Load management is a program used to control the power to residential water heaters, central air conditioners and off-peak electric heat.
To help reduce electric demand and control costs to our members, controlling is done when market prices are extremely high (economic control) or when peak electric demands are at their highest (capacity / demand control). As the demand for electricity increases, the ability to control loads is becoming more valuable to our members. By controlling electric loads during peak times, we are able to avoid purchasing power on the open market, which is considerably more expensive during demand periods.
Notification of Load Control:
Would you like to be notified by e-mail or test message when your electric heat will be controlled? Click here to sign up for notifications.
2017 air conditioning control times so far:
None so far as of 6/7/17
Why do we need load management?
When we reduce energy use during peak demand times, we forestall the need to build new, expensive electricity generation facilities and transmission equipment to meet your electrical needs. Load management also provides for more efficient use of the facilities we have, which helps keep rates affordable.
How is electricity controlled?
Controlling is done with a Comverge (approx. 6” x 8”) or Entek (approx. 2” x 4”) radio receiver with indicator lights.
• Green lights indicate power to the receiver.
• Yellow lights indicate control of A/C and electric resistant heat, such as baseboard and heat pumps.
• Red lights indicate control of water heaters and storage heat such as Steffes thermal storage heaters and Marathon® 105-gallon water heaters.
If your radio receiver is a Scientific Atlanta or a General Electric model please call (800) 421-0283, ext. 595, to schedule an update to a digital receiver at no cost.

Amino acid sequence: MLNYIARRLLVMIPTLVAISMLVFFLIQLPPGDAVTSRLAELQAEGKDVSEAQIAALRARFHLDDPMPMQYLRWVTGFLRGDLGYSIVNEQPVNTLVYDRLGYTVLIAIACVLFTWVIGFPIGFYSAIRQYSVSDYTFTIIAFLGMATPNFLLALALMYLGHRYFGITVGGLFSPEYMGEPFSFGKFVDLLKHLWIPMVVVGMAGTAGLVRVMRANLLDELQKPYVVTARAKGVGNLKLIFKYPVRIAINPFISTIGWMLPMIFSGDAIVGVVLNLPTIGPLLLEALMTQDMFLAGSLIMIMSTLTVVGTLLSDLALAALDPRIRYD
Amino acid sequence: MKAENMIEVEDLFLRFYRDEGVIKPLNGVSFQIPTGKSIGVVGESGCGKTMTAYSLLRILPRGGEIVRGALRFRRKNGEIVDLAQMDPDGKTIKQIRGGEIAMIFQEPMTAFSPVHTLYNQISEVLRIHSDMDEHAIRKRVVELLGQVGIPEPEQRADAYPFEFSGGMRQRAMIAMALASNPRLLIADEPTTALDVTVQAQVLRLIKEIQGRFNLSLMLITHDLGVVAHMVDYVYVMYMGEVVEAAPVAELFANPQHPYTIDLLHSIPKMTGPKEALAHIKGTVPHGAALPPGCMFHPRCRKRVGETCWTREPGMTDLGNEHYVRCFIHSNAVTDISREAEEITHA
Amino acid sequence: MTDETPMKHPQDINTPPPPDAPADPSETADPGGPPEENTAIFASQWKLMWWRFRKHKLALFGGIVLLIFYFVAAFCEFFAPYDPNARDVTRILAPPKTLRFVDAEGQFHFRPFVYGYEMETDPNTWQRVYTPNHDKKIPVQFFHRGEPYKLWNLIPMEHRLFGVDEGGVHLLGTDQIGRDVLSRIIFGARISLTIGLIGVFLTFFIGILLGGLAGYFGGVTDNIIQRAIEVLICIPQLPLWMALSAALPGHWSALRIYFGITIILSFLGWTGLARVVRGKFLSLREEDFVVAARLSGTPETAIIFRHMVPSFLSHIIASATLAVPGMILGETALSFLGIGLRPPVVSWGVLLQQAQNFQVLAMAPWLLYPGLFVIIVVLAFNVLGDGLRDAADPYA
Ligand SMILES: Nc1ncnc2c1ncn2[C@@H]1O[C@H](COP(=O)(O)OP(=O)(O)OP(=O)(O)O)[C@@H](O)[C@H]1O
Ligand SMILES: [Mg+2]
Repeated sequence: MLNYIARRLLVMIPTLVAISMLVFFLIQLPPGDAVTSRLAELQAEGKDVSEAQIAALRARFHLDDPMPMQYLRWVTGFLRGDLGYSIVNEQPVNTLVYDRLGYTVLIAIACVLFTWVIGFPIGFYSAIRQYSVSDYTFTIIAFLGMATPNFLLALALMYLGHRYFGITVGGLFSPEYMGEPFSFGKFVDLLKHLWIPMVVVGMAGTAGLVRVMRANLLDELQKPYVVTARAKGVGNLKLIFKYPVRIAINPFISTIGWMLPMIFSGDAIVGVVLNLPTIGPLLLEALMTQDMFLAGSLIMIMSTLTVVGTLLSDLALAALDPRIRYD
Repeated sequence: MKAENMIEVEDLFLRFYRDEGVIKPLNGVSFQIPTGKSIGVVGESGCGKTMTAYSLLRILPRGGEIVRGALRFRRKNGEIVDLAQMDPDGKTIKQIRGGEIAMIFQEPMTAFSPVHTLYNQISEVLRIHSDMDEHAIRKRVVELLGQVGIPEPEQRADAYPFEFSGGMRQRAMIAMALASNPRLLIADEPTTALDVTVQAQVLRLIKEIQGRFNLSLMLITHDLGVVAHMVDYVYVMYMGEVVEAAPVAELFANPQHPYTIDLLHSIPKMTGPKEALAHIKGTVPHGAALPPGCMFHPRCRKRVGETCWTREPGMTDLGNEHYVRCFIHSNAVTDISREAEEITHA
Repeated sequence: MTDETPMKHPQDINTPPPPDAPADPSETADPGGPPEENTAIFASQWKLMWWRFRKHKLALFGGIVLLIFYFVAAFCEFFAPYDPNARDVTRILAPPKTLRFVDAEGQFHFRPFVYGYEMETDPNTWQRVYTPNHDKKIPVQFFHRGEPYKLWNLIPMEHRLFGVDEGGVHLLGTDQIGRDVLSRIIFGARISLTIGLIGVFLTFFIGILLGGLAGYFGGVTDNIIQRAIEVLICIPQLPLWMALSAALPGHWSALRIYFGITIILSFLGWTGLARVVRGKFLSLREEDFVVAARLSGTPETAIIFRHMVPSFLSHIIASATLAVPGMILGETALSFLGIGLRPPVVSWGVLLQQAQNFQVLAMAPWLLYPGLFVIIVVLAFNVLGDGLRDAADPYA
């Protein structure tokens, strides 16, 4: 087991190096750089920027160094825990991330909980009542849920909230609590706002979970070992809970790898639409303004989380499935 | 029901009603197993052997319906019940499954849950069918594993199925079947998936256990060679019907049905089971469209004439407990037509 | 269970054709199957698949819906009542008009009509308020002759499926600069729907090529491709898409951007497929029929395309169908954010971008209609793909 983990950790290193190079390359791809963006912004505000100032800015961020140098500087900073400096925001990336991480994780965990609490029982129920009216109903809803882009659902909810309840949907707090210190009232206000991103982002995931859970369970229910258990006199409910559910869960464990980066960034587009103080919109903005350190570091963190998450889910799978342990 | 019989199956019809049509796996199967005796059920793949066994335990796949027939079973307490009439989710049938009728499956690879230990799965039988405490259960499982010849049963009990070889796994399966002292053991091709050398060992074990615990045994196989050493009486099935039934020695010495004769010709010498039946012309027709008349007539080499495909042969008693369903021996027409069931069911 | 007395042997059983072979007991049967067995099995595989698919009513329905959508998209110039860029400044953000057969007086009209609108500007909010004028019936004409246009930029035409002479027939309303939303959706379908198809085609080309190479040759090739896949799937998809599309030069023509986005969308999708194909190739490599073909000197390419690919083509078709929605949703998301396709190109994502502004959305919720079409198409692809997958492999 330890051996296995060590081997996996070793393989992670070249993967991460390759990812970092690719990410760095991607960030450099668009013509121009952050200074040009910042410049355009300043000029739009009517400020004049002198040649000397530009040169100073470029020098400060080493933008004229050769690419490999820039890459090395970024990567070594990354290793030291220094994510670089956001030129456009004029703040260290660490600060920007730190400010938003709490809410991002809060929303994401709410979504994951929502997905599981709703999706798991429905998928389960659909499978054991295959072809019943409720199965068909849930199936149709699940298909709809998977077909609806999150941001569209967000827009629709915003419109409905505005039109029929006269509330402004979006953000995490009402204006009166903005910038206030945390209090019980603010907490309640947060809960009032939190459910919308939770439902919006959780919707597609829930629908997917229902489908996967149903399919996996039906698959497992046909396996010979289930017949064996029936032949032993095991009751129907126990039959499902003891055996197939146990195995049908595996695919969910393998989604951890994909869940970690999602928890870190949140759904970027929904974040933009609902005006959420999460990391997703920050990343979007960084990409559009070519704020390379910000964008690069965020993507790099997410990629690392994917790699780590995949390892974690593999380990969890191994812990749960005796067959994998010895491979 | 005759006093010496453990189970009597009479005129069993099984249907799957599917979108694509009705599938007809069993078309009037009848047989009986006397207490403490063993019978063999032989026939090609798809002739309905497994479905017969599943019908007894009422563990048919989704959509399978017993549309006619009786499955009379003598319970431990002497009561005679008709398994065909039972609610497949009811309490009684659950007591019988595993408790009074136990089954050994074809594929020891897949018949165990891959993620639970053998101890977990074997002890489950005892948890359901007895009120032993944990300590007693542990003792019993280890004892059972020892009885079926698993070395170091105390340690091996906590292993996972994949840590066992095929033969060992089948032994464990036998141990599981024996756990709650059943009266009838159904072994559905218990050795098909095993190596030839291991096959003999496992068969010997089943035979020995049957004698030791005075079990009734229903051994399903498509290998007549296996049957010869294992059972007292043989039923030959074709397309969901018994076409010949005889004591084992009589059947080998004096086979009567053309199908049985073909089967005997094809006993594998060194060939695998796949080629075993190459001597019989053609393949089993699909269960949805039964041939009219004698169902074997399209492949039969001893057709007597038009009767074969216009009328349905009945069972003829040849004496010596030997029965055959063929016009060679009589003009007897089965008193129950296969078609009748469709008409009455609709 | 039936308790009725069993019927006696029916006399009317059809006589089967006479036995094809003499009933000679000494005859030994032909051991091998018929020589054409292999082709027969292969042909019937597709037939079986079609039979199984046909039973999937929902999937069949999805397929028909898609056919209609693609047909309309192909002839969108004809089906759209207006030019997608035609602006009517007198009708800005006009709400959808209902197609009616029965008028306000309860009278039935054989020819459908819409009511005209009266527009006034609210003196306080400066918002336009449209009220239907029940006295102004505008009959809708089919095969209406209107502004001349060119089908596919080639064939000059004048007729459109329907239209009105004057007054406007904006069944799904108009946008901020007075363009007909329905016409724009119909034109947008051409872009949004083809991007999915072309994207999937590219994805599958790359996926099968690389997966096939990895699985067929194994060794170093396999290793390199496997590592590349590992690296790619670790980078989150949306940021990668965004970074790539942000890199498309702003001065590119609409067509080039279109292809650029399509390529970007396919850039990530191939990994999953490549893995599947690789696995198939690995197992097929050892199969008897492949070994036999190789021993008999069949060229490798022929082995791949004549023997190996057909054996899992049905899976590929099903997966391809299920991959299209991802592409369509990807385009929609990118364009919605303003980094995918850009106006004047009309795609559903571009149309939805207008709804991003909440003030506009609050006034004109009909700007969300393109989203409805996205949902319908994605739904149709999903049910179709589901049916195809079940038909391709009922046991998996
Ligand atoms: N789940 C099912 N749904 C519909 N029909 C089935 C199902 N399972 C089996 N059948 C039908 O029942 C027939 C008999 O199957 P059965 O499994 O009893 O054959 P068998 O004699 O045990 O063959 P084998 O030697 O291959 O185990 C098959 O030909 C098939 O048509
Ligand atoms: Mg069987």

What are the hours my equipment is controlled?
Full load control typically takes place when demand for electricity is peaking in the midwest. Economic control takes place when the market price is too high to pass onto the membership. See the chart below for anticipated control of air conditioners and electric heat loads that are not currently being controlled 14 hrs/day. If you are not sure how your control is set up, call 800-421-0283 ext. 595 and we can provide that information based on your off peak loads.
Will I run out of hot water?
Under normal conditions, you should not run out of hot water. If you do, please call Polk-Burnett, 800-421-0283, ext. 595. We can help diagnose if you are having a problem with the water heater or if the problem is related to the control time.
How often and how long will my heat be off?
Members with electric resistance heat (baseboard or heat pumps) and no storage or fossil fuel backup heat, can expect to be without heat for up to four hours during a control period.
Members with an automatic backup heating system can expect to be off for up to six hours during a control time.
What can I expect when my air conditioner is being controlled?